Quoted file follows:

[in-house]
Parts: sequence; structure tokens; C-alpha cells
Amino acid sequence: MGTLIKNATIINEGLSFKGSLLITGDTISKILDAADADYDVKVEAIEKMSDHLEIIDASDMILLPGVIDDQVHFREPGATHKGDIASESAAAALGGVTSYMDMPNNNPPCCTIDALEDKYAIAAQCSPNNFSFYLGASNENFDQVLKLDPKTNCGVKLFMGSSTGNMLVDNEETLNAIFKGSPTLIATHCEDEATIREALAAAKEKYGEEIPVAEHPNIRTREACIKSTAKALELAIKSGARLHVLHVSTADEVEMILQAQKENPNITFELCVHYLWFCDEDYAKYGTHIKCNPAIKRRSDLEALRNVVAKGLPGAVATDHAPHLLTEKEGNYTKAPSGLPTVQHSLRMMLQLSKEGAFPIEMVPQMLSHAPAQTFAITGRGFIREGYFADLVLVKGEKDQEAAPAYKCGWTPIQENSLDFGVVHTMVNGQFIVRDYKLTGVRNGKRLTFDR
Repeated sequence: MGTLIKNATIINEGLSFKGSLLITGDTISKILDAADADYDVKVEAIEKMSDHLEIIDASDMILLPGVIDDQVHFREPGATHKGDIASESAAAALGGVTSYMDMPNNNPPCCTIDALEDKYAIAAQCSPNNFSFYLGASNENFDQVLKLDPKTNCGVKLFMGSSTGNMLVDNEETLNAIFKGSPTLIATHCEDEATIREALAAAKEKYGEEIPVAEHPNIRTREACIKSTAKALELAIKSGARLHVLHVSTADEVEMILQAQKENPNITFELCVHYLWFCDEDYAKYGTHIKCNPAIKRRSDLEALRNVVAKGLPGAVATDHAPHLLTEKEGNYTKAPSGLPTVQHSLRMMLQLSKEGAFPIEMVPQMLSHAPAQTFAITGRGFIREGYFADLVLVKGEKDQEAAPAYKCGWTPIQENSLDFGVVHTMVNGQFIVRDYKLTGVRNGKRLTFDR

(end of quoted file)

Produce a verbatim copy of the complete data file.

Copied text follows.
[in-house]
Parts: sequence; structure tokens; C-alpha cells
Amino acid sequence: MGTLIKNATIINEGLSFKGSLLITGDTISKILDAADADYDVKVEAIEKMSDHLEIIDASDMILLPGVIDDQVHFREPGATHKGDIASESAAAALGGVTSYMDMPNNNPPCCTIDALEDKYAIAAQCSPNNFSFYLGASNENFDQVLKLDPKTNCGVKLFMGSSTGNMLVDNEETLNAIFKGSPTLIATHCEDEATIREALAAAKEKYGEEIPVAEHPNIRTREACIKSTAKALELAIKSGARLHVLHVSTADEVEMILQAQKENPNITFELCVHYLWFCDEDYAKYGTHIKCNPAIKRRSDLEALRNVVAKGLPGAVATDHAPHLLTEKEGNYTKAPSGLPTVQHSLRMMLQLSKEGAFPIEMVPQMLSHAPAQTFAITGRGFIREGYFADLVLVKGEKDQEAAPAYKCGWTPIQENSLDFGVVHTMVNGQFIVRDYKLTGVRNGKRLTFDR
Repeated sequence: MGTLIKNATIINEGLSFKGSLLITGDTISKILDAADADYDVKVEAIEKMSDHLEIIDASDMILLPGVIDDQVHFREPGATHKGDIASESAAAALGGVTSYMDMPNNNPPCCTIDALEDKYAIAAQCSPNNFSFYLGASNENFDQVLKLDPKTNCGVKLFMGSSTGNMLVDNEETLNAIFKGSPTLIATHCEDEATIREALAAAKEKYGEEIPVAEHPNIRTREACIKSTAKALELAIKSGARLHVLHVSTADEVEMILQAQKENPNITFELCVHYLWFCDEDYAKYGTHIKCNPAIKRRSDLEALRNVVAKGLPGAVATDHAPHLLTEKEGNYTKAPSGLPTVQHSLRMMLQLSKEGAFPIEMVPQMLSHAPAQTFAITGRGFIREGYFADLVLVKGEKDQEAAPAYKCGWTPIQENSLDFGVVHTMVNGQFIVRDYKLTGVRNGKRLTFDR